Most preppers include planning a bug out as part of their survival plans. We do extensive work in building bug-out bags (BOBs), bug-out vehicles (BOVs), and talking about spending time in the woods. Some preppers sound like they can’t wait for the opportunity to head for the hills, getting away from civilization and living off the land. It doesn’t matter how realistic their plans are or aren’t; it’s what they want to do.
There is probably some truth to the idea that bugging out will include at least a couple of nights of camping out in the woods. If any of us are forced to bug out, there will likely be a whole lot of other people doing so as well. Hotels will fill up early, and unless we want to end up in a refugee center somewhere or sleeping in the car, we’d better plan on setting up camp someplace, preferably someplace that we choose, which offers us the best possibilities.
This doesn’t necessarily mean that we’re planning on bugging out to the woods. Unless you happen to own a cabin in the wood somewhere or have some property in mind that you know you can use and a portable shelter, such as a travel trailer, it’s probably not going to be a good idea to bug out to the wilderness on a semi-permanent basis. Instead, you need a destination you can go to, where your family will be safe, and you’ll be able to find the resources that you need.
While there may be certain aspects of those few nights in the woods, like going on a camping trip, there are definite differences. We need to be aware of those differences to make sure that our overnight camp is comfortable and safe.
I’m sure you’ve got a bug-out bag ready to go or perhaps even bug-out bags for every member of the family. That’s great, but if you’re going to be bugging out in a vehicle, it just makes sense to use whatever space you have available to you to take as many usable supplies and equipment with you as possible. This includes taking a tent and sleeping bags. Why take the time to build a shelter out of found materials when you can put up a tent in minutes?
The difference between the bug-out bag and what you pack in the bug-out vehicle is that the bug-out bag contains the bare minimum you need to have to survive. That way, if you have to abandon your vehicle and go on foot, you’ve got what you need, including a few days’ worths of food.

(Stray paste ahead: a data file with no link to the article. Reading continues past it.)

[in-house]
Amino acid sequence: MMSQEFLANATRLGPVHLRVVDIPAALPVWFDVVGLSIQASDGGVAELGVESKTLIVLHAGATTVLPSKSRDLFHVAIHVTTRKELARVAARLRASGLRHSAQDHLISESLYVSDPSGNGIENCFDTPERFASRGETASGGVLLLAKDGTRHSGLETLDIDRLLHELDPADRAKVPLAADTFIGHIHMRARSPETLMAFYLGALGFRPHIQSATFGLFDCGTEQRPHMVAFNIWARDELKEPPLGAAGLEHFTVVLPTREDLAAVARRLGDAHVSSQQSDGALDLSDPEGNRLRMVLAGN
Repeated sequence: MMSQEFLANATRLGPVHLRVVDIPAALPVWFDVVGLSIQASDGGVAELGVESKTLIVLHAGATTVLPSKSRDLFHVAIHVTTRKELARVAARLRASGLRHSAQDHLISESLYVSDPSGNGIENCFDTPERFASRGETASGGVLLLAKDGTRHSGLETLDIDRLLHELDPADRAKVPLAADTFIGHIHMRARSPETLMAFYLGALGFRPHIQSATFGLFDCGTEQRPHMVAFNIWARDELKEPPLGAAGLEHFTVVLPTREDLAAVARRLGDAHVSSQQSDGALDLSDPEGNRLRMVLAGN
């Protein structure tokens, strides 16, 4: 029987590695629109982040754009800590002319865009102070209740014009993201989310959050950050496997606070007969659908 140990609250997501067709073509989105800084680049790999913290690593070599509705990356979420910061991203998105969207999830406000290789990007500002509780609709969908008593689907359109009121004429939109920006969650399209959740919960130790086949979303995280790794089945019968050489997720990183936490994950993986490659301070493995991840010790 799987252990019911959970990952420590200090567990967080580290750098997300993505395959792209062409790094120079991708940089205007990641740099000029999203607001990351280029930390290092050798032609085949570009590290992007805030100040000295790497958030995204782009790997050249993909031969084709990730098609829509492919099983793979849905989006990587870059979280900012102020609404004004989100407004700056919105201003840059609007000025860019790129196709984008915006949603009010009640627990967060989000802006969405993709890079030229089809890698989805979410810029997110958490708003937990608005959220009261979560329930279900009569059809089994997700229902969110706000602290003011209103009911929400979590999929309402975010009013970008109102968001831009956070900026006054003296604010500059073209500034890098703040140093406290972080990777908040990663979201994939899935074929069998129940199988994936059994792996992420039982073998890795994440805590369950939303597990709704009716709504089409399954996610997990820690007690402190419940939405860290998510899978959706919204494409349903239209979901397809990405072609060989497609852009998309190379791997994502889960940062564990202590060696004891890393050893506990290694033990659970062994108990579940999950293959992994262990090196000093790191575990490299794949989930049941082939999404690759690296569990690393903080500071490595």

In reality, you’re going to need a lot more than three days’ worth of food. That’s only supposed to be enough to get you to your survival retreat, where you should have food stockpiled. You’re also going to need more clothing than what you’re wearing and a host of other things that won’t fit in your bug-out bag. Unless you’ve got a cache of those things in your survival retreat, you’re going to need to take them with you in your BOV.
Now here’s the problem; while we may be able to set aside the gear in our bug-out bags, leaving them packed, we probably can’t set aside everything else that we need to take. But we can decide what those things are, determine how we will pack them, and create checklists. That way, when it’s time to bug out, we can quickly gather up the things we’re planning on taking without worrying about what we might have forgotten.
Be sure to do a dry run or two of this packing process so that you can make sure things will pack as you want and fit in the vehicle like you want. If you can, take that a step further and camp out, using that gear, so that you can make sure that you have everything you’re going to need.